Community Foundation for Southeast Michigan Board of Trustees member and JACK Entertainment Chairman Matt Cullen and his wife, Karen, have partnered partnered with the Community Foundation to make strategic philanthropic investments in the community today, while providing a platform for their sons to continue the family’s legacy of giving in the future.
To say Matt Cullen has made an impact on the metro Detroit community is an understatement.
The Community Foundation for Southeast Michigan Board of Trustees member and JACK Entertainment chairman also chairs the Detroit Riverfront Conservancy, is a member of the Joe Louis Greenway Partnership board and serves in several additional civic leadership roles. He’s known as the visionary behind the Detroit International Riverwalk and has been a key player in transforming the Joe Louis Greenway dream into reality.
Cullen and his wife, Karen, a retired communications executive and fellow community leader, also have partnered with the Community Foundation to create a tradition of giving that the couple is working to ensure will continue with their sons. They’ve established a donor-advised fund that lets them grant to various charities; a multimillion-dollar, permanently endowed fund for the Detroit Riverfront Conservancy; as well as the Cullen Family Foundation.
The Cullen Family Foundation is a supporting organization of the Community Foundation that promotes more just and inclusive communities by advancing public spaces, the environment, social justice, economic development, racial justice, youth development and education.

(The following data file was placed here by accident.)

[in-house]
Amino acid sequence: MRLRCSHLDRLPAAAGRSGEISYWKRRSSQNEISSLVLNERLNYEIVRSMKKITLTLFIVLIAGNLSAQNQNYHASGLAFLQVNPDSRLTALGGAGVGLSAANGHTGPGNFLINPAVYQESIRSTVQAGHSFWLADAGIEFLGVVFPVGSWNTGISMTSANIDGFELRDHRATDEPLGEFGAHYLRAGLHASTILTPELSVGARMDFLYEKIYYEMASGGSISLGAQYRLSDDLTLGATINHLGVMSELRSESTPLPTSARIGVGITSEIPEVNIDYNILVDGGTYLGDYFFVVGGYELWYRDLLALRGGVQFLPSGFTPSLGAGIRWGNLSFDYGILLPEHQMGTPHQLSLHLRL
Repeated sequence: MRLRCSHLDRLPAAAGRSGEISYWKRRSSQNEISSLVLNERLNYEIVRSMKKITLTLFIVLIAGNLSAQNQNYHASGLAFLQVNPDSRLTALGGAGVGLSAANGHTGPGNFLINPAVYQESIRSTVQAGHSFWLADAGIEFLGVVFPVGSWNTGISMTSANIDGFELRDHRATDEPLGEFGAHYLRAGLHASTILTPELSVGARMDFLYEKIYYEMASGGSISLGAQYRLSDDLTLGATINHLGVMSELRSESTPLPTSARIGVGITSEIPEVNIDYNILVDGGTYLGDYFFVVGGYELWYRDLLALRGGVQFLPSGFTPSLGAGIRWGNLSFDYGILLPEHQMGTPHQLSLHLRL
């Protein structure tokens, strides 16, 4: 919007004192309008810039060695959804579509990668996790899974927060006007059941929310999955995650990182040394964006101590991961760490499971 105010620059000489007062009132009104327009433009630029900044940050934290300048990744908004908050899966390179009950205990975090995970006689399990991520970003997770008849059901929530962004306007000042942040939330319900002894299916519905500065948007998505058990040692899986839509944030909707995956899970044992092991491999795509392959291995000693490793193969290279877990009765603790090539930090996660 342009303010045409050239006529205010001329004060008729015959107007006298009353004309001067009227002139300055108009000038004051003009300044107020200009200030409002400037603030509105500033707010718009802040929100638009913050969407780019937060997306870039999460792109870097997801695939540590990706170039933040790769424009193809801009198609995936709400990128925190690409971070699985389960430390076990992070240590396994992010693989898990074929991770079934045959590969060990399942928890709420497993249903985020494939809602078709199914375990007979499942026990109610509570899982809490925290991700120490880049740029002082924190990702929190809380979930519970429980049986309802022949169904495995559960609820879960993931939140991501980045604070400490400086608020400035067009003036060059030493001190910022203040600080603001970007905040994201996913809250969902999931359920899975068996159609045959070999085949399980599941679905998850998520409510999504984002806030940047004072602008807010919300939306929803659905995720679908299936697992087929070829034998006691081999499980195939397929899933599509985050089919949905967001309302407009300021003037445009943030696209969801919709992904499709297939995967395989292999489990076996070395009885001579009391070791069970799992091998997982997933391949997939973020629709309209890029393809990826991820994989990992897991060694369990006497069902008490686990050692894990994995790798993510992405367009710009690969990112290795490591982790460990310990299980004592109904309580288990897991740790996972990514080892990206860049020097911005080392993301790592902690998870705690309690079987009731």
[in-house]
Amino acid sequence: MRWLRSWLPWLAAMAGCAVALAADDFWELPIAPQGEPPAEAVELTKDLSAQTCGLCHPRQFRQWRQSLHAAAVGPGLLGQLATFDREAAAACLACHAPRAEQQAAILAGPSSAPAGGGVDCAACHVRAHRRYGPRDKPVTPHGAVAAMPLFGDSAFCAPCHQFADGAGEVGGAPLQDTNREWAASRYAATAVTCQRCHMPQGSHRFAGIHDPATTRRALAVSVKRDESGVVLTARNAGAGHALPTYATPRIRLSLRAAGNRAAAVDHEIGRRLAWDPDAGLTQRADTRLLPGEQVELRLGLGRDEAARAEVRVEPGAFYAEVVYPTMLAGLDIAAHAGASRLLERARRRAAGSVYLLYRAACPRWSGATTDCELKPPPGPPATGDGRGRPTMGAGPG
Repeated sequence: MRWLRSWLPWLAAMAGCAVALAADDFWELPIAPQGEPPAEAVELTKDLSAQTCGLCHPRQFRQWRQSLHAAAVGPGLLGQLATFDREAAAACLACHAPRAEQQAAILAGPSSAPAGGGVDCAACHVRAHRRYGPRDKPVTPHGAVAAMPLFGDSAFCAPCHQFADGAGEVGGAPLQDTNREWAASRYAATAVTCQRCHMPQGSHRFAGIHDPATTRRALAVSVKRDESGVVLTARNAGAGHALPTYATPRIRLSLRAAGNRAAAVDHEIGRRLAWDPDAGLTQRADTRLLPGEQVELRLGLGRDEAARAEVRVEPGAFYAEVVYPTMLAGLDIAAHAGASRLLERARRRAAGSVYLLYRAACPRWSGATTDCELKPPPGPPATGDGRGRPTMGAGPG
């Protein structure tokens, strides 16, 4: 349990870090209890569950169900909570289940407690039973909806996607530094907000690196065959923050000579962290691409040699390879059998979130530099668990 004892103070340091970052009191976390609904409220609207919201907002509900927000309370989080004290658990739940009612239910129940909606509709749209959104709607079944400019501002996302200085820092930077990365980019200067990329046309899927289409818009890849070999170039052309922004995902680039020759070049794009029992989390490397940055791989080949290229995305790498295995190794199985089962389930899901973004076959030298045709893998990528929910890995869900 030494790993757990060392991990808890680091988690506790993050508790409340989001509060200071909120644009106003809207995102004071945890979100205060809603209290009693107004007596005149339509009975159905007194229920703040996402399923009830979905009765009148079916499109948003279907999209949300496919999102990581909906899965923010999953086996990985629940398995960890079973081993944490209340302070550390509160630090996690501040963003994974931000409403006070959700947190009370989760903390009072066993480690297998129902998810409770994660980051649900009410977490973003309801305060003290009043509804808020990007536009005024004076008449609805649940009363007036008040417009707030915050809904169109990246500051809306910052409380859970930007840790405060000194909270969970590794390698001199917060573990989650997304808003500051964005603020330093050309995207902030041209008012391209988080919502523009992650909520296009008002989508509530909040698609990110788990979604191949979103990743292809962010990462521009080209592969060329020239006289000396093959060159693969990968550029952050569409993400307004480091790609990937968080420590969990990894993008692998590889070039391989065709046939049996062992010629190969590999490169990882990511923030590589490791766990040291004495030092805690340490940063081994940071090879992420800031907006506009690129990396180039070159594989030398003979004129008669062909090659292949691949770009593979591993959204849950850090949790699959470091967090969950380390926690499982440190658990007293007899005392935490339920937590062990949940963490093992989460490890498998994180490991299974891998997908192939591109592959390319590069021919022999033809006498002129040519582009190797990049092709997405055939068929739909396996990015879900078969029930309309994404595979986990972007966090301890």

Here, Matt Cullen shares some reflections on the Joe Louis Greenway and partnering with the Community Foundation to create a philanthropic family legacy.
How did your idea, decades ago, to transform the industrial Detroit riverfront into a beautiful, accessible gathering place for all evolve into the Joe Louis Greenway project?
After leading General Motors’ acquisition of the Renaissance Center for its global headquarters (as the automaker’s former general manager), I quickly became focused on opening the complex to the city and the riverfront. The GM Wintergarden was the first step in that process, but it wasn’t long before we began to explore extending public access to the rest of GM’s property. Then we wondered why we couldn’t keep going with that transformation. That was the genesis of the Detroit Riverfront Conservancy and our vision of building a beautiful, safe and inviting riverfront along the 5.5 miles from the MacArthur Bridge to the Ambassador Bridge. The results have been far beyond anything we could have imagined when we started 20 years ago.
The opportunity to continue to build on that success by extending the Joe Louis Greenway through the city was incredibly compelling. The partnerships that have come together to support that outcome, with the full involvement of the local community, are broad-based and focused on our collective success. The progress to date has been incredible.
What do you hope the Joe Louis Greenway’s impacts will be?